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Mozart's Piano


In the 18th century keyboard instruments were evolving at a rapid rate. Since first appearing in the middle of the 16th century, the harpsichord - with its mechanically-plucked strings held at low tension - had become ubiquitous. By adding keyboards and other devices to modify the sound, the harpsichord had become more versatile, but composers and performers were increasingly looking for ways to derive more expression in performing the music, specifically in the 'touch' of the keyboard.

In Florence around 1700, the Italian instrument maker Bartolomeo Cristofori made a breakthrough now credited with paving the way towards the modern piano: for plucked strings, he substituted a system of hammers which gave the player greatly increased control of tone and attack through the amount of force used to depress the keys. The addition of extra strings for each note brought new richness and depth to the sound.

    Mozart's Piano 2

    During the 1700s, Cristofori's ideas were taken up especially by German organ builders such as Silbermann, and by the middle of the century, a number of hybrid instruments had appeared: 'compound' keyboards which combined plucked-string and hammer action; pianos with stops to produce a harpsichord effect.

    For example, the Italian word 'cembalo' is a shortened form of 'clavicembalo' which means 'harpsichord'; but when Mozart writes 'cembalo' in a concerto score, he means 'fortepiano' - the latest stage in the evolution of the hammered as opposed to plucked keyboard instrument.

    In the Mozart Museum in Salzburg, there's a piano by Anton Walter of Vienna. It has two fewer octaves than a modern piano, a device operated by the player's knee to 'dampen' the sound, and a knob on the fascia which acts on the damper between hammer and string.

      Mozart's Piano 3

      Modern pianos produce a rich but cloudy sound in the bass region. What makes the fortepiano ideal for the performance of Mozart's music is the clarity it offers in these lower registers, where Mozart would often make use of the 'Alberti' bass figure of oscillating notes. A fortepiano is used by Ronald Brautigam in the recording of the Piano Concerto No 20 featured in this television series. The delicate fortepiano sound and feel comes from the low depth of key strike and the low pressure required to depress the key.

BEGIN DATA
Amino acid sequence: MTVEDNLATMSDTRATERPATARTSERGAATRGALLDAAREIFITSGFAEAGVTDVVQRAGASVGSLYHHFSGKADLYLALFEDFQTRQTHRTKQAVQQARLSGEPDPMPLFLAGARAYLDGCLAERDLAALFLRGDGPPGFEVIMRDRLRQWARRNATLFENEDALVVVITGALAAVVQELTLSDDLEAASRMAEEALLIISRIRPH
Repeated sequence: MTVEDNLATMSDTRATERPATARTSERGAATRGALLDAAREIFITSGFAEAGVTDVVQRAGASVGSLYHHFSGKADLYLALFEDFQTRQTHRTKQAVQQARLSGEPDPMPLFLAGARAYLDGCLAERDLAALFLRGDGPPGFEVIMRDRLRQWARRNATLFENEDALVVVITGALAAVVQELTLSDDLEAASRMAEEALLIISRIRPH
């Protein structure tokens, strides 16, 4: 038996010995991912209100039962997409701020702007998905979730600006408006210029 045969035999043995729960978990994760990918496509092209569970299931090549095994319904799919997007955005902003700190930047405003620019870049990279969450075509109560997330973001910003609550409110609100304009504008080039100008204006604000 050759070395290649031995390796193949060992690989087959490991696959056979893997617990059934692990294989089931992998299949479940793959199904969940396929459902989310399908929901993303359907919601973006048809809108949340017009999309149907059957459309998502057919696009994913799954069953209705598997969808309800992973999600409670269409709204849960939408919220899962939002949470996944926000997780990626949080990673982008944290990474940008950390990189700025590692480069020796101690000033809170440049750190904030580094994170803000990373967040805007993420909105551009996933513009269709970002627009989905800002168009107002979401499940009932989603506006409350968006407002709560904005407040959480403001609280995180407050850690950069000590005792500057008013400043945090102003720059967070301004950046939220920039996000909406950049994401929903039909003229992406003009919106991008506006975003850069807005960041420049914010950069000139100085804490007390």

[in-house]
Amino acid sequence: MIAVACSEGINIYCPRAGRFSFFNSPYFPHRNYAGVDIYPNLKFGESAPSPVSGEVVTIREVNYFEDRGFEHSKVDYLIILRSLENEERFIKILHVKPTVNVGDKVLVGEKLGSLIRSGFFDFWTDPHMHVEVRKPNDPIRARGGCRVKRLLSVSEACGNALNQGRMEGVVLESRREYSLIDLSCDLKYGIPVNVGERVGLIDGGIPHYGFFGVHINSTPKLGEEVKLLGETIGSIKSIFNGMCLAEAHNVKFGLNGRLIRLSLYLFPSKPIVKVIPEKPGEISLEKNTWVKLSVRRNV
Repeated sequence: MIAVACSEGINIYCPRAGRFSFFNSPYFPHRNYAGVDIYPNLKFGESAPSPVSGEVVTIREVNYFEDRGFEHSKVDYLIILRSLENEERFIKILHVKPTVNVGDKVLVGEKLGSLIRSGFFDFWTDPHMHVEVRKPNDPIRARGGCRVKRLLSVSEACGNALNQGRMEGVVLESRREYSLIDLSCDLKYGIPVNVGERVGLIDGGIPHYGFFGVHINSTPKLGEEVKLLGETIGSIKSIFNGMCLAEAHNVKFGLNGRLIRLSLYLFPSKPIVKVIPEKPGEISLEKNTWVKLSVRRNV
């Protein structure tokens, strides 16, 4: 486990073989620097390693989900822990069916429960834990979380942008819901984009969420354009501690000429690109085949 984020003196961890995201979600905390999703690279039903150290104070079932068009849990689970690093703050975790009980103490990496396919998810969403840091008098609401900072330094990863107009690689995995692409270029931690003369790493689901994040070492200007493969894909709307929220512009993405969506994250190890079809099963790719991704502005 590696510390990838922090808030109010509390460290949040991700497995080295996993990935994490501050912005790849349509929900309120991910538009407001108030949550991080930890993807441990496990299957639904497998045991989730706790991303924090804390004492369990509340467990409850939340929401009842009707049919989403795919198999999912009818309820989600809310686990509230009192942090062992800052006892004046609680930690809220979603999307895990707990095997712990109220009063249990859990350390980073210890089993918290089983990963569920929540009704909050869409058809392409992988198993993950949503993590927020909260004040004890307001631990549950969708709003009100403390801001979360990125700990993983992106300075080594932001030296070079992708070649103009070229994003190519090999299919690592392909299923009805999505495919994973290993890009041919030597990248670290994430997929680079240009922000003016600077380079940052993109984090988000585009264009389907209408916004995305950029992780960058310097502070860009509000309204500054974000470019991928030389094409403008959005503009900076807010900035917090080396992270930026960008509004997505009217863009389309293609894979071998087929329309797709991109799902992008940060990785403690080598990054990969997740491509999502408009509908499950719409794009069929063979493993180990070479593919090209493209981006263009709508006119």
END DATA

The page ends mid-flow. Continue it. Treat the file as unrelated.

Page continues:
As well as the Walter instrument, Mozart used a piano by Franz Jakob Späth, but we know from a well-known letter to his father Leopold, of 17 October 1777, that Mozart's favourite instrument at the time was made in Augsburg by Johann Andreas Stein. In the letter, Mozart explains the musical qualities which he's looking for in the piano (and it's worth remembering here that when Mozart writes 'pianoforte' he means what we understand to be a 'fortepiano'!):

      This time I shall begin at once with Stein's pianofortes. Before I had seen any of this make, Späth's claviers had always been my favourites. But now I much prefer Stein's, for they damp ever so much better than the Regensburg instruments. When I strike hard, I can keep my finger on the note or raise it, but the sound ceases the moment I have produced it; in whatever way I touch the keys, the tone is always even. It never jars, it is never stronger or weaker or entirely absent; in a word, it is always even.

      It is true that he does not sell a pianoforte of this kind for less than 300 gulden, but the trouble and the labour that Stein puts into the making of it cannot be paid for. His instruments have this splendid advantage over others, that they are made with escape action. Only one maker in a hundred bothers about this. But without an escapement it is impossible to avoid jangling and vibration after the note is struck. When you touch the keys, the hammers fall back again the moment after they have struck the strings, whether you hold down the keys or release them.

        Mozart's Piano 4

        But it seems that when Mozart settled permanently in Vienna, his allegiance moved to the local firm of Anton Walter. Academic Eva Badura-Skoda is an expert on the history of the fortepiano; she suggests that Mozart, whose life is chronicled in minute detail in his letters to his father Leopold, would have avoided writing a letter similar to the 'Stein piano' letter because of his embarrassment about the cost of a Walter fortepiano.

        'As a born pianist,' she writes, 'Mozart understandably wanted to own the very best concert grand available. His instrument, still extant and now exhibited in Salzburg in the house in which he was born, remains the best fortepiano of the period, an excellent concert grand, precious not only because Mozart gave his many subscription concerts on it, but also because of its quality. Anton Walter's best instruments were indeed the most expensive in Vienna ... but as concert instruments they were also apparently superior to all the others.'

        © Graeme Kay

        Recommended reading:
        Music in 18th century Austria, ed. David Wyn Jones
        Cambridge University Press, 1966.

        The Letters of Mozart and his Family, Translated by Emily Anderson
        Third Edition: Macmillan, 1988

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